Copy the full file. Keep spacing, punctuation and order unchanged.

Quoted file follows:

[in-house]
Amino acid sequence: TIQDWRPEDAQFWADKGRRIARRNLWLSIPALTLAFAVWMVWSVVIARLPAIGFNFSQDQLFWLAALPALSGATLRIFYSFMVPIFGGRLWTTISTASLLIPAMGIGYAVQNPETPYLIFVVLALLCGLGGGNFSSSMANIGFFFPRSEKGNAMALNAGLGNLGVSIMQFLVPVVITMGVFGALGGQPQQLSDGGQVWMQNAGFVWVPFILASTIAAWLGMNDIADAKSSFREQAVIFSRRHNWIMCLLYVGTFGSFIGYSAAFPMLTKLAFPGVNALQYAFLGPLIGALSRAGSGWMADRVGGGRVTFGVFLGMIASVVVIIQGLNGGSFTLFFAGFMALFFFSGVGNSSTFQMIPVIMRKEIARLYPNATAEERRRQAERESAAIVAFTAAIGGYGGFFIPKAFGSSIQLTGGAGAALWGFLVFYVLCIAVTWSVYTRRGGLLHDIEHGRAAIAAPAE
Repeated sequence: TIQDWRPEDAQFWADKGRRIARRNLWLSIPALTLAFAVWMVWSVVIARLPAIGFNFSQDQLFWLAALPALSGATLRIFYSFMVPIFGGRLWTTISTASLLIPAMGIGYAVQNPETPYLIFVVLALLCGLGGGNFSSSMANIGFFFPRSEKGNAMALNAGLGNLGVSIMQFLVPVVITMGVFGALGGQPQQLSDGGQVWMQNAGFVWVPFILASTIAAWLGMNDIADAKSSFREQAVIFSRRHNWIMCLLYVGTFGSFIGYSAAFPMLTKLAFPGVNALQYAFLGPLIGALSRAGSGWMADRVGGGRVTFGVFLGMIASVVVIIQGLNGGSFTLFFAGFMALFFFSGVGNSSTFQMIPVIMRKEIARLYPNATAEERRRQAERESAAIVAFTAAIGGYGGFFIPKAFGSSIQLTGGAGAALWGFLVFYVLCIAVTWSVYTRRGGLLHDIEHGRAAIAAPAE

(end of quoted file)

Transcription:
[in-house]
Amino acid sequence: TIQDWRPEDAQFWADKGRRIARRNLWLSIPALTLAFAVWMVWSVVIARLPAIGFNFSQDQLFWLAALPALSGATLRIFYSFMVPIFGGRLWTTISTASLLIPAMGIGYAVQNPETPYLIFVVLALLCGLGGGNFSSSMANIGFFFPRSEKGNAMALNAGLGNLGVSIMQFLVPVVITMGVFGALGGQPQQLSDGGQVWMQNAGFVWVPFILASTIAAWLGMNDIADAKSSFREQAVIFSRRHNWIMCLLYVGTFGSFIGYSAAFPMLTKLAFPGVNALQYAFLGPLIGALSRAGSGWMADRVGGGRVTFGVFLGMIASVVVIIQGLNGGSFTLFFAGFMALFFFSGVGNSSTFQMIPVIMRKEIARLYPNATAEERRRQAERESAAIVAFTAAIGGYGGFFIPKAFGSSIQLTGGAGAALWGFLVFYVLCIAVTWSVYTRRGGLLHDIEHGRAAIAAPAE
Repeated sequence: TIQDWRPEDAQFWADKGRRIARRNLWLSIPALTLAFAVWMVWSVVIARLPAIGFNFSQDQLFWLAALPALSGATLRIFYSFMVPIFGGRLWTTISTASLLIPAMGIGYAVQNPETPYLIFVVLALLCGLGGGNFSSSMANIGFFFPRSEKGNAMALNAGLGNLGVSIMQFLVPVVITMGVFGALGGQPQQLSDGGQVWMQNAGFVWVPFILASTIAAWLGMNDIADAKSSFREQAVIFSRRHNWIMCLLYVGTFGSFIGYSAAFPMLTKLAFPGVNALQYAFLGPLIGALSRAGSGWMADRVGGGRVTFGVFLGMIASVVVIIQGLNGGSFTLFFAGFMALFFFSGVGNSSTFQMIPVIMRKEIARLYPNATAEERRRQAERESAAIVAFTAAIGGYGGFFIPKAFGSSIQLTGGAGAALWGFLVFYVLCIAVTWSVYTRRGGLLHDIEHGRAAIAAPAE